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Re: filmscanners: What causes this and is there any easy solution ?





Karl Schulmeisters wrote:

> I don't think this is the case.  Otherwise you would have seen this
> phenomenon from enlargements made from transparencies long ago.  Consider
> this, the human eye can resolve about 1 minute of 1 degree of arc (1/60 of a
> degree) in the horizontal plane (most sensitive - less in the vertical)  So
> take a 35mm slide (which is about 1" tall) and enlarge it full frame to
> 8x10" that's an enlargement factor of about 8.  So a 4000dpi scan of a 35mm
> slide is about the same as a 500dpi scan of an 8x10.
> 
> So plugging 1/500th of an inch into the formula X = TanTheta Y where X is
> the lines/inch and Y is the eye's distance from the 8x10 enlargement, we get
> ..002 = Tan(1/60deg) Y or Y (max eye resolution) = .002/.000291 = 6.875".
> 

If human eyes actually functioned based upon a mathematical formula, 
you'd have it all solved! ;-)

Just so some people unfamiliar with the nomenclature won't get too 
confused, the symbol ["] can be used to both indicate inches as a linear 
measurement and minutes (1/60th of one degree) of an arc.  Your first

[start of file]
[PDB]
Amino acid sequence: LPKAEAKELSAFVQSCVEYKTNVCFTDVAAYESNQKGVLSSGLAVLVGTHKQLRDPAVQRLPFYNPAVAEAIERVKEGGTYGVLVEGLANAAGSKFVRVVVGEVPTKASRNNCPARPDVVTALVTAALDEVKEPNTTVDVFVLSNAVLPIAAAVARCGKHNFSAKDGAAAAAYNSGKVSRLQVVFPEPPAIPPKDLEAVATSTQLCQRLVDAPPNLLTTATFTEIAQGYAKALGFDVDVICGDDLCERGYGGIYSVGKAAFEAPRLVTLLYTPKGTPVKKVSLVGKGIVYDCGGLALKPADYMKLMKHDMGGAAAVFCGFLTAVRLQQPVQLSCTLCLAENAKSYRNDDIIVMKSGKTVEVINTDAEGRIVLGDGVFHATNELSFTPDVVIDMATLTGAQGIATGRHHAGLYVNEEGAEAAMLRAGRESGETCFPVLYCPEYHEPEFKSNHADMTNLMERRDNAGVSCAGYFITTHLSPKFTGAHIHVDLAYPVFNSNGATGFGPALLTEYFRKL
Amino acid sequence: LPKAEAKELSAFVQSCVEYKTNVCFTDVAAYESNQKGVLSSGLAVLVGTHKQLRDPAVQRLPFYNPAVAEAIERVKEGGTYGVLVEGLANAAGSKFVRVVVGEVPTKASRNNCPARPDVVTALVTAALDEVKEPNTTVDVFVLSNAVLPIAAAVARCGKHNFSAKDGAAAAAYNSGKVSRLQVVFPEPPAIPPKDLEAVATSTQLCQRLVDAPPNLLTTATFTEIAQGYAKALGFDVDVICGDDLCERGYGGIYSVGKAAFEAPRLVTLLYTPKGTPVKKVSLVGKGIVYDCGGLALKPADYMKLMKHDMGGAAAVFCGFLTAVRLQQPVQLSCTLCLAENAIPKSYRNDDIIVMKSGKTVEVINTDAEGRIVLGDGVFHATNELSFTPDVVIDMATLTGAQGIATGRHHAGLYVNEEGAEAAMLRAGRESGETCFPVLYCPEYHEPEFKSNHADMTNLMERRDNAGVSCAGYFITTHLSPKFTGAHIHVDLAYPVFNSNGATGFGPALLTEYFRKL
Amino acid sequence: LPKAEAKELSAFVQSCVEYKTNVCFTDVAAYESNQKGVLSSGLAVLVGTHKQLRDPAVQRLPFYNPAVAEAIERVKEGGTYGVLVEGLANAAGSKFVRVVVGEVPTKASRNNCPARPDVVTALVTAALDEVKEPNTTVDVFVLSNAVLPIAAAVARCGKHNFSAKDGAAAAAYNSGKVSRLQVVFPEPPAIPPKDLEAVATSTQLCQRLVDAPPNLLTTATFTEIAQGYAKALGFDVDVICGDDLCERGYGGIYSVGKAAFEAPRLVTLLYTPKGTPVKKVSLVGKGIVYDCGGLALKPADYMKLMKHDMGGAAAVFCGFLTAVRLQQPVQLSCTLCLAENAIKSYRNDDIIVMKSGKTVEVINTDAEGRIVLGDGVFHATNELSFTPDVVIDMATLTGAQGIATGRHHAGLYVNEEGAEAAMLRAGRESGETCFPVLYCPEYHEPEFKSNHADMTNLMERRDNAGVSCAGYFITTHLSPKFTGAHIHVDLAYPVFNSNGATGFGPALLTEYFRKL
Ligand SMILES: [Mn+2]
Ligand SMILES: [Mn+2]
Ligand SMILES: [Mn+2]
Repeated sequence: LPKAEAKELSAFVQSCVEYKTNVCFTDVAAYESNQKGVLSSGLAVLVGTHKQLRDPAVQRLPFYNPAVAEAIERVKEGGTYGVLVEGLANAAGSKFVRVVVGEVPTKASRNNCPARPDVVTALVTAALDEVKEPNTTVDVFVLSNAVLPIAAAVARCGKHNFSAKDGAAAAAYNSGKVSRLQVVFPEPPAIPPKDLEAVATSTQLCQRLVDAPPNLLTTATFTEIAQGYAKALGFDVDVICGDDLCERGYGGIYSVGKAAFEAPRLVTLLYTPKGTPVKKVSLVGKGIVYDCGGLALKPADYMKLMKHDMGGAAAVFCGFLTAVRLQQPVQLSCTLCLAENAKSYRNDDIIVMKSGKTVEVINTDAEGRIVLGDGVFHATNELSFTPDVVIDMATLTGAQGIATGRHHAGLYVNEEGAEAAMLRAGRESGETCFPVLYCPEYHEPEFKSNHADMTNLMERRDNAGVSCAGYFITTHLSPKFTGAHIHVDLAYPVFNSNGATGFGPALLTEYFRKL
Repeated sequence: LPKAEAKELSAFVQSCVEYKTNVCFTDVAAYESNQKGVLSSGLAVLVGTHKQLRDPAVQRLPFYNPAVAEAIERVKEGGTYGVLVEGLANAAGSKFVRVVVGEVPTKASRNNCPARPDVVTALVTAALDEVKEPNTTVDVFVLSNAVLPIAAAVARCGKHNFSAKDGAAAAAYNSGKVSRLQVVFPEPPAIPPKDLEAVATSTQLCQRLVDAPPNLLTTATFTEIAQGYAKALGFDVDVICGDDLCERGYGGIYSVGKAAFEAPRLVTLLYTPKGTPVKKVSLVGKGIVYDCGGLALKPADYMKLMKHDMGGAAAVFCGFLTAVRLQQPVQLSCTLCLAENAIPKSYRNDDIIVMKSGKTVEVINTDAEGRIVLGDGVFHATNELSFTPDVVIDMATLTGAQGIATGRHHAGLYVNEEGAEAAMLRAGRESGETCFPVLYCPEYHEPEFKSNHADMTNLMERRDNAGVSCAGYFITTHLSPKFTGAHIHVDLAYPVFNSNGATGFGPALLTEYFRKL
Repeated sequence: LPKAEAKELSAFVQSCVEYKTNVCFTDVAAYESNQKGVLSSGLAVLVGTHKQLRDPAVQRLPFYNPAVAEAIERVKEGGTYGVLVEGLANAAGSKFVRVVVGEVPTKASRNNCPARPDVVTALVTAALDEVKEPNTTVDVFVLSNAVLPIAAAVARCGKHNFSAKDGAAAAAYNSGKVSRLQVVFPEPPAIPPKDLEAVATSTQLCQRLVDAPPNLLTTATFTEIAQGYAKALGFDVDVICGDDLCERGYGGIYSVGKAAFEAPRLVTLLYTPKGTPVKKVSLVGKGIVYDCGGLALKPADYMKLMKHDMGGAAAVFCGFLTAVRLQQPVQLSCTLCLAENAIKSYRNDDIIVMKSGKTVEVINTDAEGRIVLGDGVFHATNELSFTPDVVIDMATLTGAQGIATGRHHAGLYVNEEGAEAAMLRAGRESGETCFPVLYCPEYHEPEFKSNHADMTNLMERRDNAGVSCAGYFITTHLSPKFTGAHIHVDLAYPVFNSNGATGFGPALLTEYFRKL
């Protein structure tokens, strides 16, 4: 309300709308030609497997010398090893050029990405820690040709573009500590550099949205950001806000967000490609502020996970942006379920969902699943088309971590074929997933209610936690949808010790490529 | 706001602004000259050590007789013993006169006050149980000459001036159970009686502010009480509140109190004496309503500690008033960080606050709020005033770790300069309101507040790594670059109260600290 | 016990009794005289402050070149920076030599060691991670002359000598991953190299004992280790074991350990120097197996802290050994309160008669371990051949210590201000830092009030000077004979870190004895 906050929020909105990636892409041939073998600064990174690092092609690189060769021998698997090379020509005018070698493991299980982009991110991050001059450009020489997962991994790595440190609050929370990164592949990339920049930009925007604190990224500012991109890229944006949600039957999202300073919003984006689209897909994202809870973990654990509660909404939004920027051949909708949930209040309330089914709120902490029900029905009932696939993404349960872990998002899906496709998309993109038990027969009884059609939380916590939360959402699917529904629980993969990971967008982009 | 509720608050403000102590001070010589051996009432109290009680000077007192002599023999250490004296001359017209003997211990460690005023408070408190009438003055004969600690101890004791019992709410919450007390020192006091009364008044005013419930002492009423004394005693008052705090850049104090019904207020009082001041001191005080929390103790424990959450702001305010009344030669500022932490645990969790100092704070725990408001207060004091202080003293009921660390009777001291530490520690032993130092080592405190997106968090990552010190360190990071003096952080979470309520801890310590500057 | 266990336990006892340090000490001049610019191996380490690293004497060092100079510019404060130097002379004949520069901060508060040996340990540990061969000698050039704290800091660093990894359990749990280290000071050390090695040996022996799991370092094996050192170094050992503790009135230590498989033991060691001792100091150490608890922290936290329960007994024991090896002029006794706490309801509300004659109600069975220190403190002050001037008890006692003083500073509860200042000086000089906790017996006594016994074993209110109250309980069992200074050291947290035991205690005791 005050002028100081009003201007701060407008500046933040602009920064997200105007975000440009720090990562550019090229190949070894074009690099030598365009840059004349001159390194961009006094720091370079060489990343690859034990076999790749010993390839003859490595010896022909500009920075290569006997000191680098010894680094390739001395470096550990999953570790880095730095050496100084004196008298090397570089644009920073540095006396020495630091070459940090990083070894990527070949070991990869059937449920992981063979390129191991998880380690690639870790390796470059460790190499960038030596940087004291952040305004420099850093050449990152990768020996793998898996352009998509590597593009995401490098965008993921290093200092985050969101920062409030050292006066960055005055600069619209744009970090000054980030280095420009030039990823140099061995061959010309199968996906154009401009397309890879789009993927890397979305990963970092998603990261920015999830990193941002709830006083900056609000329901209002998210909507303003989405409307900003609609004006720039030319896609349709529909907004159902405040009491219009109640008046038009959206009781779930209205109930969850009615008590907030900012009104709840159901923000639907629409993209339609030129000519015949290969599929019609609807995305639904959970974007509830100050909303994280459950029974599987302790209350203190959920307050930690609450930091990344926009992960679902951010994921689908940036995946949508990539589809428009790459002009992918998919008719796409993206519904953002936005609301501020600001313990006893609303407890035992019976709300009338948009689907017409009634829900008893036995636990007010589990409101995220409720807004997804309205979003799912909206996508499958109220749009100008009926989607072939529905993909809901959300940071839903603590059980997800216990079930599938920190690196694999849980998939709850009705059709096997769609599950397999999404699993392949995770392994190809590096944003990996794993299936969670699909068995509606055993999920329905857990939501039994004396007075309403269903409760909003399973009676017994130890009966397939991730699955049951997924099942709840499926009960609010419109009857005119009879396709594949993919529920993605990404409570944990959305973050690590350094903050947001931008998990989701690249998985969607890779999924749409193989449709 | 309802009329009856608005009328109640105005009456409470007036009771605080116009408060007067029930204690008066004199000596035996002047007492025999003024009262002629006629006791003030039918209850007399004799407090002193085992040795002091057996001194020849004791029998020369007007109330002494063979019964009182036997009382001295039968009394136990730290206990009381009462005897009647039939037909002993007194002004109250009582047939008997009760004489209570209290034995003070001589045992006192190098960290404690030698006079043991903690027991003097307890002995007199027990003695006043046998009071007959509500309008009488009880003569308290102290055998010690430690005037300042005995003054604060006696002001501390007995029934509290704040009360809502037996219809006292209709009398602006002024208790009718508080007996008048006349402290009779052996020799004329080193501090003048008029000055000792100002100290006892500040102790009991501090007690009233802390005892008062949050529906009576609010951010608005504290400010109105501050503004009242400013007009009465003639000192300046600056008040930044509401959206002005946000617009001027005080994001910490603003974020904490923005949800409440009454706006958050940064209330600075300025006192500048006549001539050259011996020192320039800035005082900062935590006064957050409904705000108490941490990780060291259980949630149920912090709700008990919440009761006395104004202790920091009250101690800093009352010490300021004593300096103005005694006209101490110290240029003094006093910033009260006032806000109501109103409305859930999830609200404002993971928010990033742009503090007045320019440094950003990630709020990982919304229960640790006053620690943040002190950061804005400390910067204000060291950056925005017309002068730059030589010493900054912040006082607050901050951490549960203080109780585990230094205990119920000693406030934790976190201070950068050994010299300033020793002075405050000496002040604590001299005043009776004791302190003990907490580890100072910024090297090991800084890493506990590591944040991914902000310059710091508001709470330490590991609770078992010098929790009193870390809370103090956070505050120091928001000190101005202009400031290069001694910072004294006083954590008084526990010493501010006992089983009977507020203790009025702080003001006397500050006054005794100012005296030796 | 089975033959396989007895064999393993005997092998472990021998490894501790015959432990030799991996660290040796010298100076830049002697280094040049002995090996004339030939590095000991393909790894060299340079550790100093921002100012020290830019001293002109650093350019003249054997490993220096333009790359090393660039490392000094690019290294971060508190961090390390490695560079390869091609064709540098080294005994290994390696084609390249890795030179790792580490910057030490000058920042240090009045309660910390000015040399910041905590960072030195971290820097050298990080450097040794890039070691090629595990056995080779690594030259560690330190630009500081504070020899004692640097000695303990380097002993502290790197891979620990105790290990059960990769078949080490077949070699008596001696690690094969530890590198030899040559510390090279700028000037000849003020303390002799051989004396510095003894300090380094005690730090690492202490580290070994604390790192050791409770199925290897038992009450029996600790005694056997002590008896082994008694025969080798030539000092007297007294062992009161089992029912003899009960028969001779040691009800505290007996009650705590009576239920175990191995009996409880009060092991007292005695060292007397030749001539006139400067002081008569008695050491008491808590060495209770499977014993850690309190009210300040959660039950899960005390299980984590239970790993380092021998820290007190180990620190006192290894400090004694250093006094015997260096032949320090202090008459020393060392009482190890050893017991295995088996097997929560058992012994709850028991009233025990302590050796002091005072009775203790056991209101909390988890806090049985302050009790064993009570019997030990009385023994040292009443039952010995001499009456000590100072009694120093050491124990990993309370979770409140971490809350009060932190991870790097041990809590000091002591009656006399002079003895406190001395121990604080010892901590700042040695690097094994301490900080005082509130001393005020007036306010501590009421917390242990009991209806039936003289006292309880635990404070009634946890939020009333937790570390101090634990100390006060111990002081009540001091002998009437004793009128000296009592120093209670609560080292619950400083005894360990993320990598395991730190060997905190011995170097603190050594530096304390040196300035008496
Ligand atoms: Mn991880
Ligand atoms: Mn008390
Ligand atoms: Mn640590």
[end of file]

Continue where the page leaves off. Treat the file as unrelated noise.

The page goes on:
reference (1") is one inch, your second reference (6.875") is 6.875 
minutes of a degree of an arc.

The big problem we all face in analyzing the artifacts or other 
information we see in a scan is that we are looking at the scan in a 
translated format, either via a monitor (via a software package) or a 
print (usually inkjet for most people, via a print driver program) each 
of which add other confounding factors to what is being provided by the 
scanner.  SInce none of these are purely optical in nature, we're in 
"uncharted waters", with no sextant to get us ashore, or is that a-sure? ;-)

Art


> IOW, anyone who has looked at a full frame 8x10 enlargement of a 35mm image,
> closer than 7" is in essence 'scanning' the 35mm slide at greater than
> 4000dpi.  And since we don't have reports of folks seeing this sort of
> difference in enlargements at this level (remmember folks use grain
> focussers to get even higher resolution during focussing of an
> enlargement) - I don't think there is any  'real information' there.





 




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